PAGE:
And the Oscar goes to…. Even before the award show begins, the Oscar telecast is full of celebrities dressed to the nines and giving interviews up and down the red carpet. Everyone seems so perfect, right? Wrong! Did you know that some of your favorite celebrities and high profile people have overcome speech impediments as children? Many business executives, actors, actresses, professional athletes and even politicians have struggled with speech problems from lisping to stuttering. King George VI was so embarrassed by his stutter that he hired speech-language pathologist and greatly improved his public speaking. This training and its results are the featured in the 2010 film, The King’s Speech.
In celebration of the Academy Awards, here is a Bonus Trivia Question for you:
Which Oscar-winning actress suffered from stuttering as a child? Hint: she currently stars in a movie where the lead actress has been nominated for an Oscar this year. (See answer below)
Your child hasn’t reached the speech and language milestones as quickly as her buddies. And, she says “thoup” instead of “soup”. Does this mean she has a speech impediment? Does she need speech therapy? Will she outgrow it on her own? Parents whose children are at the beginning stages of speech and language development ask these questions and more as their children’s speech patterns emerge. There are no real clinical “tests” to determine whether or not your child is a late talker, has a real speech impediment, or if it will indeed resolve itself on its own. Many children with early speech impairments do eventually outgrow them by the time they are ready for kindergarten. It is important to discuss your concerns with your child’s healthcare provider for any developmental challenges as there are also many other causes and types of speech disorders.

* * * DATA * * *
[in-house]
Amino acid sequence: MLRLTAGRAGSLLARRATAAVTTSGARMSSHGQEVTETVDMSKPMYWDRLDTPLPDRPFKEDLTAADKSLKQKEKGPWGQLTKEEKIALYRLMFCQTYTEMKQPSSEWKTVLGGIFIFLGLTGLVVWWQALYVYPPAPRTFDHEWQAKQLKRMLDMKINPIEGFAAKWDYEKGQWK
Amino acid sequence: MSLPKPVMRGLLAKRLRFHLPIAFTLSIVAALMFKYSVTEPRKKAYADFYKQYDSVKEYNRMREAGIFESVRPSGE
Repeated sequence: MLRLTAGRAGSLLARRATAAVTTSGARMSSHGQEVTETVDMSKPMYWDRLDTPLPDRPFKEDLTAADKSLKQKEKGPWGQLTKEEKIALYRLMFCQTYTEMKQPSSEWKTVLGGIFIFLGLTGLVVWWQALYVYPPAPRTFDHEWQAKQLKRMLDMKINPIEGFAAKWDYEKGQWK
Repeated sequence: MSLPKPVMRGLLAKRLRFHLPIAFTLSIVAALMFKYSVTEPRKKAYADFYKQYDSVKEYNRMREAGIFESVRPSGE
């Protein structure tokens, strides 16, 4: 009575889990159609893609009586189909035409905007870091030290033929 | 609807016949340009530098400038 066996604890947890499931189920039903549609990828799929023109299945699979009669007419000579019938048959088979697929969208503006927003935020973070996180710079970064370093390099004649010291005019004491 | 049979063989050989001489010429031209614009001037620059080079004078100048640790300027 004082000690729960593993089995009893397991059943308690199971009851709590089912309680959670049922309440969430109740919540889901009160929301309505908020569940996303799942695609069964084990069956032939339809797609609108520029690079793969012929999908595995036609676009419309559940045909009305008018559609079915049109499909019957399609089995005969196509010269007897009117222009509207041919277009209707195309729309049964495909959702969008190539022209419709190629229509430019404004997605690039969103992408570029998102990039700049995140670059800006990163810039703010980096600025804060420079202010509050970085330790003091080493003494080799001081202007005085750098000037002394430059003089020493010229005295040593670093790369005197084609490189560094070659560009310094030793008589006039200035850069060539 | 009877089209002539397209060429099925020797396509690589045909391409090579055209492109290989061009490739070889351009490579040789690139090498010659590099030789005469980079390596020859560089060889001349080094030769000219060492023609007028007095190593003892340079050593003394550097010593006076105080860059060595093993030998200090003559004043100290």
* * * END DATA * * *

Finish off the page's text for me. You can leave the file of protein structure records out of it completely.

How do you know if your child has a speech impediment? Speech impediments in children are more common than you might think. They are a type of communication disorder where “normal” speech is disrupted. The disruption can include a lisp, stuttering, stammering, mis-articulation of certain sounds and more. Another commonly used phrase for speech impediments in children is speech disorder. Often, the causes of a speech impediment are unknown. However, sometimes there are physical impairments such as cleft palate or neurological disorders such as traumatic brain injury that may be the cause of the speech impairment. We have listed below five of the most common types of speech impediments in children and a general description of each. Of course, if you suspect your child may have a speech impairment of any kind, we encourage you to visit your pediatrician or hire a Speech Therapist for more information.
You have determined that your child has more than just a speech delay, now what? How do you determine what kind of speech disorder your child has and more importantly, what do you do about it? We have listed below five common speech disorders in children. Of course, we always recommend a visit to your pediatrician if you feel your child has any of these symptoms, and an appointment with an SLP may be necessary to begin an effective speech therapy treatment plan.
As we finish of our in-depth look at articulation disorders this week, we would like to share with you some details from a recent clinical study which demonstrated the importance of a tactile tool in speech therapy. The study, published in the journal eHearsay: Electronic Journal of the Ohio Speech-Language Hearing Association tested the effectiveness of a hand-held tactile tool, Speech Buddies, in treating the misarticulation of the letter /r/.